HB 1110 is the Clean Fuels Bill that requires reductions in carbon emissions from transportation fuels. It directs the Department of Ecology to adopt a rule establishing a Clean Fuels Program to limit greenhouse gas emissions per unit of transportation fuel energy to 10 percent below 2017 levels by 2028 and 20 percent below 2017 levels by 2035. HB 1110 has passed the house but it has strong opposition in the senate. To counter this opposition, an amendment introduced by Senate Environment Committee Chair Reuven Carlyle made passage contingent on funding transportation projects including an I-5 bridge over the Columbia River. The bill passed the Environment Committee but it has been stalled in the Transportation Committee and will probably die this session.
In the January 16 hearing, most of those supporting the bill addressed the need for carbon emissions reductions, and noted that similar action has been successful in California, Oregon and British Columbia. Two opposition arguments are notable: (1) the Washington Policy Center, as it has done with other climate bills, contended that the costs of reducing emissions was too high: $160 per tonne. (2) Senator Steve Hobbs (D, Everett), chair of the Transportation Committee, argued that transportation costs require much more revenue in light of the passage of I-976 and the requirement for changing culverts for salmon migration. He was concerned that gasoline taxes would be impacted by spread of electric vehicles and other changes in transportation.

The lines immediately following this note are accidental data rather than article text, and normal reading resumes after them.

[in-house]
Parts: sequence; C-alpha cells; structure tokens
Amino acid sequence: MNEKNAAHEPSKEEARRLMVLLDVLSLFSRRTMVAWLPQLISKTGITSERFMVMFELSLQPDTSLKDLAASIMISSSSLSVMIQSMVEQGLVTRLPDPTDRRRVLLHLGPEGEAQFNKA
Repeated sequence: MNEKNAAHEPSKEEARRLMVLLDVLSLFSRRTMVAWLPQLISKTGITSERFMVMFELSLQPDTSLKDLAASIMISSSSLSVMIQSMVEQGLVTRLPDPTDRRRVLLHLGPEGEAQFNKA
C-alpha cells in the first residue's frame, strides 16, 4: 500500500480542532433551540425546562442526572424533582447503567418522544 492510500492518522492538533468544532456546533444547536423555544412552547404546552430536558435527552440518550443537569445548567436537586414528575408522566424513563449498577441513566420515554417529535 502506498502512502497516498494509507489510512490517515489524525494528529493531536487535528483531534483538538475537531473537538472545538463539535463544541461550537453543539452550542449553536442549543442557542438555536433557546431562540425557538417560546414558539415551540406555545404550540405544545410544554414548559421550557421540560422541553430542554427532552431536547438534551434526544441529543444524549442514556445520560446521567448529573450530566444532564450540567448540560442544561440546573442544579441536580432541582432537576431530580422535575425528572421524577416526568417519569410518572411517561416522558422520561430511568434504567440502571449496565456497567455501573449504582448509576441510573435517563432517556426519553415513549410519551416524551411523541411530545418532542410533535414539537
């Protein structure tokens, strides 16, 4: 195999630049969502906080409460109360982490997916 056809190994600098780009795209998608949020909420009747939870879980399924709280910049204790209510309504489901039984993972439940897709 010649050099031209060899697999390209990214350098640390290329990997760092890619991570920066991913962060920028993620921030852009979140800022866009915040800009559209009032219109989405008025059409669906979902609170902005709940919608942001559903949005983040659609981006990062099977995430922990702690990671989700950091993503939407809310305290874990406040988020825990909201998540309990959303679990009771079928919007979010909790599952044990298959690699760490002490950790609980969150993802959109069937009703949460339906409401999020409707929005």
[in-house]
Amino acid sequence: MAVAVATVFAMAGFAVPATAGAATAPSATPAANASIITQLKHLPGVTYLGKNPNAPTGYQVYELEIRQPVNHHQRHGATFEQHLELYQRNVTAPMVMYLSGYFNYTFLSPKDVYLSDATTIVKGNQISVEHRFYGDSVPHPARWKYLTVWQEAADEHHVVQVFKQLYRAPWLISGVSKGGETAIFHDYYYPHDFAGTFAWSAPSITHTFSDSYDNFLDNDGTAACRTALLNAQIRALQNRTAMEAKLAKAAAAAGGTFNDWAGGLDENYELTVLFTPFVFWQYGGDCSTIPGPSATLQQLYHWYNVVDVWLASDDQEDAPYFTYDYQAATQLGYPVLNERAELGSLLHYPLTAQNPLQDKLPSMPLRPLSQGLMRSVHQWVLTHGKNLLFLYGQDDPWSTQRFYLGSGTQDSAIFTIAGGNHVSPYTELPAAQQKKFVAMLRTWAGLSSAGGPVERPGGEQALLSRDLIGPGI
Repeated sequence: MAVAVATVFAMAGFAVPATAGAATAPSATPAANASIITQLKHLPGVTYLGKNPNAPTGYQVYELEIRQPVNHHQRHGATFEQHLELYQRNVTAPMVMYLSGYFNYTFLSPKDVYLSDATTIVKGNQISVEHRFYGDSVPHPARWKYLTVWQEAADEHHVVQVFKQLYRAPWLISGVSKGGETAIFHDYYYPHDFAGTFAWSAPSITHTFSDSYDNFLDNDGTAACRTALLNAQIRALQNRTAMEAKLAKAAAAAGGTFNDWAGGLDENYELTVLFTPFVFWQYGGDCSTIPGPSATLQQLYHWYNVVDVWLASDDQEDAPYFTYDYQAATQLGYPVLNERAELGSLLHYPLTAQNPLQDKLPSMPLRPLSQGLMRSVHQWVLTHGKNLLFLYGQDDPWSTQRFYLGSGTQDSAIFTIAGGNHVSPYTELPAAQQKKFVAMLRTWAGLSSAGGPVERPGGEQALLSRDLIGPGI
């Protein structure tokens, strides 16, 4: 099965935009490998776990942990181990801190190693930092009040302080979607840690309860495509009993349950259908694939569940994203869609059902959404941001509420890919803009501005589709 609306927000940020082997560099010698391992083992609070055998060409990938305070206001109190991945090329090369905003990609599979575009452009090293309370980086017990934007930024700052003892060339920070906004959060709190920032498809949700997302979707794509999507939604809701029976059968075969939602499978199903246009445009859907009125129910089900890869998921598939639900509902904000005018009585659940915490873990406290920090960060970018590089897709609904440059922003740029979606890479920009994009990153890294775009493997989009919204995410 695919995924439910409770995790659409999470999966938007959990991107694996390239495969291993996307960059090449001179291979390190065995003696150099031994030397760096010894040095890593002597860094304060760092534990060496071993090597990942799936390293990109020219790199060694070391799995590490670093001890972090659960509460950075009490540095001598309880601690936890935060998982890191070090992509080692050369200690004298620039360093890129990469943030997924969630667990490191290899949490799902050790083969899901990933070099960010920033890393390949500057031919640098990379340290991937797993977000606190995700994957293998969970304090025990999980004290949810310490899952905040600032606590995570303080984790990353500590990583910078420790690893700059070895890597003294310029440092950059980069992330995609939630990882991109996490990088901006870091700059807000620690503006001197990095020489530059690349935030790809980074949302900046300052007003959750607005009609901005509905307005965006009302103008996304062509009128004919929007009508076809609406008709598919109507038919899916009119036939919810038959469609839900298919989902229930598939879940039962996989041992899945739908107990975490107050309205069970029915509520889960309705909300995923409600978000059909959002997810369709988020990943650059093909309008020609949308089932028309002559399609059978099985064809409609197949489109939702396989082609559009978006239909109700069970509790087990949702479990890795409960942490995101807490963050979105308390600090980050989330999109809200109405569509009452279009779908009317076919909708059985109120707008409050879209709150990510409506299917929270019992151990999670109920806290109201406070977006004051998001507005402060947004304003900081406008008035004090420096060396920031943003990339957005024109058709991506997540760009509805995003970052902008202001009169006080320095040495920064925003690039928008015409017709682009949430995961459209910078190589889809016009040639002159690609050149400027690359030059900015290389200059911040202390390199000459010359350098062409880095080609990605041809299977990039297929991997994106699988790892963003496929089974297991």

In a March 2 Senate Transportation Committee hearing a number of truckers opposed the bill and cited a variety of costs of clean fuel, some claiming it would put them out of business. While many environmentalist groups and some businesses (primarily from the biofuel sector) testified in its favor, it was not enough to sway Chairman Hobbs and other members of the committee. The bill has been tabled for this session.